This is probably one of the best books I’ve read in awhile, and I am excited to tell you why.
Palmer Tash always follows the path of least resistance. He has an unusual disability involving his hearing. But in theocratic Latysia, being different isn’t a good thing, so he conceals his problem.
Brier Chastain’s malady is even more debilitating, and she often must take to her bed for long periods. Her days are spent in meaningless pursuits as she awaits an arranged marriage.
When Palmer and Brier are kidnapped on the same night, they meet and discover that their so-called disabilities are actually budding powers. They are the incarnations of Order and Chaos. With their country on the brink of war, the two must step into their predestined roles and learn to take control of their own destinies.
Length: 276 Pages
Publisher: Red Adept Publishing
Release Date: November 3, 2015
About the Author
Jessica Dall finished her first novel at the age of fifteen and has been hooked on writing ever since. In the past few years, she has published two novels, The Copper Witch and The Porcelain Child, along with a number of short stories that have appeared in both magazines and anthologies. In college, Jessica interned at a publishing house, where her “writing hobby” slowly turned into a variety of writing careers. She currently works as both as an editor and creative writing teacher in Washington, DC. When not busy editing, writing, or teaching, Jessica enjoys crafting and piano, and spending time with her friends and family. She can most often be found at her home in Maryland with a notebook and her much-loved, sometimes-neglected husband.
So, why was this the best book I have read in awhile? Was it the plot? The action? The characters?
The plot was unique and entertaining, as was the action. I loved that it didn’t take place in just one spot but took me to different settings and various groups of people. It kept it diverse and interesting.
But that isn’t what took it from a 4 stars to 5 stars for me. (Yes, sorry for the spoiler. I am giving it 5 stars. But you already figured that, right?)
It was the characters. The story is told from a dual perspective (Order and Chaos), and generally when I am reading a story with more than one perspective, I gravitate toward one and wish that the whole story was told from only that perspective.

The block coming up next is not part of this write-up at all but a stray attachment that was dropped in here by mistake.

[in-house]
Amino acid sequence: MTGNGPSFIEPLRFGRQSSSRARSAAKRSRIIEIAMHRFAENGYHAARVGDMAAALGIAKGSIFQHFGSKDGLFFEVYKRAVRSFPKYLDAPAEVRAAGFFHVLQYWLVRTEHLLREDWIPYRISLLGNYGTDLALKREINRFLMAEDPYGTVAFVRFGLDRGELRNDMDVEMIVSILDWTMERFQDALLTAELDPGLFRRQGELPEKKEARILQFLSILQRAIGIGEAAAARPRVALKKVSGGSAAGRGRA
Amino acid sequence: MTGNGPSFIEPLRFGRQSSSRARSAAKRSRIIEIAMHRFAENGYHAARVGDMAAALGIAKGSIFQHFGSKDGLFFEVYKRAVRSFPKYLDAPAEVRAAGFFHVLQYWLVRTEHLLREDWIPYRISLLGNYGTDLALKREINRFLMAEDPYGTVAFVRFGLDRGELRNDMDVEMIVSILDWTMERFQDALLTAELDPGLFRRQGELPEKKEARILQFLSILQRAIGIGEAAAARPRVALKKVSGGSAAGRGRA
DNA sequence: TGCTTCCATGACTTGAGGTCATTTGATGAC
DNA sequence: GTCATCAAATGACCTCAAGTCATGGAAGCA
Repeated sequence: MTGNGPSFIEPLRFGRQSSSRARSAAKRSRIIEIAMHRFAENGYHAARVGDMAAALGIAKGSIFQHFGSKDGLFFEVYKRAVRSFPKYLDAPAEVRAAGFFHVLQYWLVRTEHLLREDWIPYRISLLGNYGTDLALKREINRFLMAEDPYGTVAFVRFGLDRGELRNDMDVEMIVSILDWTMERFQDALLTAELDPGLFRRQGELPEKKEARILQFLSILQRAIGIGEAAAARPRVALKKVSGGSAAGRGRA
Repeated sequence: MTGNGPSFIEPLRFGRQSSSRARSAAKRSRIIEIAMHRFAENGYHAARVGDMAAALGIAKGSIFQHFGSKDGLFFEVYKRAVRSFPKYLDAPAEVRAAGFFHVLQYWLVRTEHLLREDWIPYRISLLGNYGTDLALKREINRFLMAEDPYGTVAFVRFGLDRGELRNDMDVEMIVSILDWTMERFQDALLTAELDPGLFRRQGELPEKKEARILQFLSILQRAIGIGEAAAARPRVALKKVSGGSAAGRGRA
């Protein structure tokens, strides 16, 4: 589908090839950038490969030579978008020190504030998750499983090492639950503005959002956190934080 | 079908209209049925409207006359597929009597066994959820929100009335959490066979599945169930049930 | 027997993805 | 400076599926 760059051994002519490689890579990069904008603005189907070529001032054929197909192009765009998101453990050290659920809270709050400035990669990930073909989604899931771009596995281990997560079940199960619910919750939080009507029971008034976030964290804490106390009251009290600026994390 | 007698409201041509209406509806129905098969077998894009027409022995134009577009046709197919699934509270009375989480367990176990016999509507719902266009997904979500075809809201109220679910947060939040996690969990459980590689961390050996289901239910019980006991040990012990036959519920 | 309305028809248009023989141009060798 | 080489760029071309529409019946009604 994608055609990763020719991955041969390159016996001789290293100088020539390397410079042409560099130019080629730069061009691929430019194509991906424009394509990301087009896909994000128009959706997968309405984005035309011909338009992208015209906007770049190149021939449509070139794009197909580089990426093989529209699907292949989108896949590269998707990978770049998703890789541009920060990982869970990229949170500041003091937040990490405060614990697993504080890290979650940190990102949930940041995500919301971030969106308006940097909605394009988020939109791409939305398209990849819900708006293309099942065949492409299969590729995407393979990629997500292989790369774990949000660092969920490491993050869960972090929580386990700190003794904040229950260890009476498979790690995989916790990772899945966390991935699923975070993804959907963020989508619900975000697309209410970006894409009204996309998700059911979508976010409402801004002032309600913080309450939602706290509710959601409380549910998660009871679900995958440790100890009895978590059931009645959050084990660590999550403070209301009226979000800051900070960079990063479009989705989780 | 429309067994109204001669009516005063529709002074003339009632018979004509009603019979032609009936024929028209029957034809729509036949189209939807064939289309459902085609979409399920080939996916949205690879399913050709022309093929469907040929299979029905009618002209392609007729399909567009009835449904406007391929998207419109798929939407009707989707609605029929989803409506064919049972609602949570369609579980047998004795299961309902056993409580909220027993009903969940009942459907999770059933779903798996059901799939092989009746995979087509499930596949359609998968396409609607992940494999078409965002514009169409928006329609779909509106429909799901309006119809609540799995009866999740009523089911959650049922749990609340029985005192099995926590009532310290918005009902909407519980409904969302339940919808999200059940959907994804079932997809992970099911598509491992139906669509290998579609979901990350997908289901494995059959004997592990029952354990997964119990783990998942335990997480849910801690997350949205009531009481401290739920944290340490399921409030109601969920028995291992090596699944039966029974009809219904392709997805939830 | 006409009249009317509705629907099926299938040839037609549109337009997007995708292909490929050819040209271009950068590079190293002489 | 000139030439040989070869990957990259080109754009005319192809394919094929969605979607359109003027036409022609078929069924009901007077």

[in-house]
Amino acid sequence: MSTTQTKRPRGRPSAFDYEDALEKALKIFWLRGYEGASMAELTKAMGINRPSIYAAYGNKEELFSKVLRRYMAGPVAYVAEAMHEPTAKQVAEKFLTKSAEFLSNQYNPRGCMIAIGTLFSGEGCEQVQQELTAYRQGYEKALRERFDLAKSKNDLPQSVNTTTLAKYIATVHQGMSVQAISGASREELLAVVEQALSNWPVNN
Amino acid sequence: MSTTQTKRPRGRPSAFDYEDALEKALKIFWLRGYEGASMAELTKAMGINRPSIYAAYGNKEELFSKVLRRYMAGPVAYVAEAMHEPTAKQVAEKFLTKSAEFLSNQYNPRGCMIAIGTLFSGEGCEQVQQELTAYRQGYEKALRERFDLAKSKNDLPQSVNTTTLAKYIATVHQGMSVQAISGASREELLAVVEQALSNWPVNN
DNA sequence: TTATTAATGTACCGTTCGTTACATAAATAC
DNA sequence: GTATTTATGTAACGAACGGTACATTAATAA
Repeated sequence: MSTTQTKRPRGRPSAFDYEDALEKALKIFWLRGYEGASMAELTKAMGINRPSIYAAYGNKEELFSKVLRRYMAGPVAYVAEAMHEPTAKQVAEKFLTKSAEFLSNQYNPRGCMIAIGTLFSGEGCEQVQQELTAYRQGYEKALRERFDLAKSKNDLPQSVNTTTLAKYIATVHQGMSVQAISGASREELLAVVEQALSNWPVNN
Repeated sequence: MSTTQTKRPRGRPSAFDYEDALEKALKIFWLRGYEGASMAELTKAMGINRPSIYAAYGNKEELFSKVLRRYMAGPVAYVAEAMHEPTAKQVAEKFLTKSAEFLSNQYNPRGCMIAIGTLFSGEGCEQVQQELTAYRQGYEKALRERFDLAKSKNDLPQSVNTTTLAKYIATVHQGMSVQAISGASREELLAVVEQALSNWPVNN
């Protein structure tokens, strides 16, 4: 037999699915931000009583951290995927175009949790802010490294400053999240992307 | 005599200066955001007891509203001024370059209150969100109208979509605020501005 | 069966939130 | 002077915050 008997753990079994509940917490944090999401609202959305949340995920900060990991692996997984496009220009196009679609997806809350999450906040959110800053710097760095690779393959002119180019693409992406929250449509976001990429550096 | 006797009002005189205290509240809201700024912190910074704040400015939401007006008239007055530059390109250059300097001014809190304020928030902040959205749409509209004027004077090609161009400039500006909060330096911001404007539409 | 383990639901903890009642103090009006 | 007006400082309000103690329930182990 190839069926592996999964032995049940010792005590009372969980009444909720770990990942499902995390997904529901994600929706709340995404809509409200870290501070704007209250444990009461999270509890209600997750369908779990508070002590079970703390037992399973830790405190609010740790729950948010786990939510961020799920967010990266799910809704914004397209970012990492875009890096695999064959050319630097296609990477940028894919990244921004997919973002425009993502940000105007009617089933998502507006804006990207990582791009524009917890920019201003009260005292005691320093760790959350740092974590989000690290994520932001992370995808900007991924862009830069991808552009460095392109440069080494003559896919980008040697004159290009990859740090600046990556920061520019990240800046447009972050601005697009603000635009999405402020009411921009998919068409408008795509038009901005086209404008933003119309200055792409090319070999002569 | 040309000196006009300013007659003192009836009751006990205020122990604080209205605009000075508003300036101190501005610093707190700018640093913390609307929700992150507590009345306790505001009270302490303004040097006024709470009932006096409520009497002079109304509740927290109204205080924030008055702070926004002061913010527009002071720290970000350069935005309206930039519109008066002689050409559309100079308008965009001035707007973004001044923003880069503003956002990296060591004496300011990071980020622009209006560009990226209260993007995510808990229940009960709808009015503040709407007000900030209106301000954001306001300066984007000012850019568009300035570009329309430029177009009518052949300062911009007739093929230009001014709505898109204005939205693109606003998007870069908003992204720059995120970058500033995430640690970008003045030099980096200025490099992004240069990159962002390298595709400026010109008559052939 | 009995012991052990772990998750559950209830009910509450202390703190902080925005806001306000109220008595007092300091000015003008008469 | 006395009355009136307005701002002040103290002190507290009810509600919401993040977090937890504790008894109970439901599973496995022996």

Not with this one.
I didn’t have to warm up to Palmer or Brier. I instantly felt a connection with both of them and appreciated both of their points of view. I loved that Brier was one of the boys, always needing a drink to drown her problems. She was real. It wasn’t forced. It came natural. I felt the same about Palmer. Even though his personality was quite different than Brier’s, I felt the same connection with him, just in a different way. He did what was needed to survive, even if it meant going into an occupation he didn’t believe in.
Maybe that is what I liked best about Brier and Palmer. They were survivors. And they were able to help each other learn to trust, love, and discover who they were meant to be. As individuals, as well as together.
And it wasn’t just Brier and Palmer. I really enjoyed every supporting character they encountered along the way. Every one of them was believable.
As was mentioned before…I give Raining Embers 4 out of 5 Stars
Content (0 being none and 5 being A LOT)
An occasional swear word, but nothing major
Some fighting, especially at the end, but nothing graphic
An innuendo here or there
Raining Embers is available both digitally and in paperback. You can purchase it at Amazon.com by clicking on the image below, or you can purchase it at Barnes and Noble HERE. Happy Reading!